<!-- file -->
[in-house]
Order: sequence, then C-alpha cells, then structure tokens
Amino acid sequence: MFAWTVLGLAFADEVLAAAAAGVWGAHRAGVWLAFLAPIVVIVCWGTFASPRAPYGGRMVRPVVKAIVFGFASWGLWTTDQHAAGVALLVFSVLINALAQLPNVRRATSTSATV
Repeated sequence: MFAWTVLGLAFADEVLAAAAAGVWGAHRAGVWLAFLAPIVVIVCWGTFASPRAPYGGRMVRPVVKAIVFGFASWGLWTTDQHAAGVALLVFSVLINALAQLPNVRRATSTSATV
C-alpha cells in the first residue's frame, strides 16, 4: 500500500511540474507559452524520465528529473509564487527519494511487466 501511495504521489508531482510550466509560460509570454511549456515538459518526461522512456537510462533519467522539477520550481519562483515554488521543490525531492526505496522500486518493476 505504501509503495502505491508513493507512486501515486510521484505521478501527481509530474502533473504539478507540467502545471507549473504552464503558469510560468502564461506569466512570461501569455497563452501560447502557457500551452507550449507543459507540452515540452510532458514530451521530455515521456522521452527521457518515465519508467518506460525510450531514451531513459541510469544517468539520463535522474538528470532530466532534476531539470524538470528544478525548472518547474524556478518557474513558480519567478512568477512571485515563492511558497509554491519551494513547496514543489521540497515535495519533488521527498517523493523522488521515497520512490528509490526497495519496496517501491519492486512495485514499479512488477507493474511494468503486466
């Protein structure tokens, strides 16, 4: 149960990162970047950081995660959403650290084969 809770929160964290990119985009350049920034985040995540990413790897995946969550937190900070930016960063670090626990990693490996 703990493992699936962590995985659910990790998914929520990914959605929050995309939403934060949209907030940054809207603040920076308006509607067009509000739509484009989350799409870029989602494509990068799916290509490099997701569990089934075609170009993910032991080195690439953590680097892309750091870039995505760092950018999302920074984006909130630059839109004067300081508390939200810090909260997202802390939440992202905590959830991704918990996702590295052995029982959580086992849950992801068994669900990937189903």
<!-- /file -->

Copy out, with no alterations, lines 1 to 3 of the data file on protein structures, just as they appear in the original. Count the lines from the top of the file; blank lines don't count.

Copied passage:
[in-house]
Order: sequence, then C-alpha cells, then structure tokens
Amino acid sequence: MFAWTVLGLAFADEVLAAAAAGVWGAHRAGVWLAFLAPIVVIVCWGTFASPRAPYGGRMVRPVVKAIVFGFASWGLWTTDQHAAGVALLVFSVLINALAQLPNVRRATSTSATV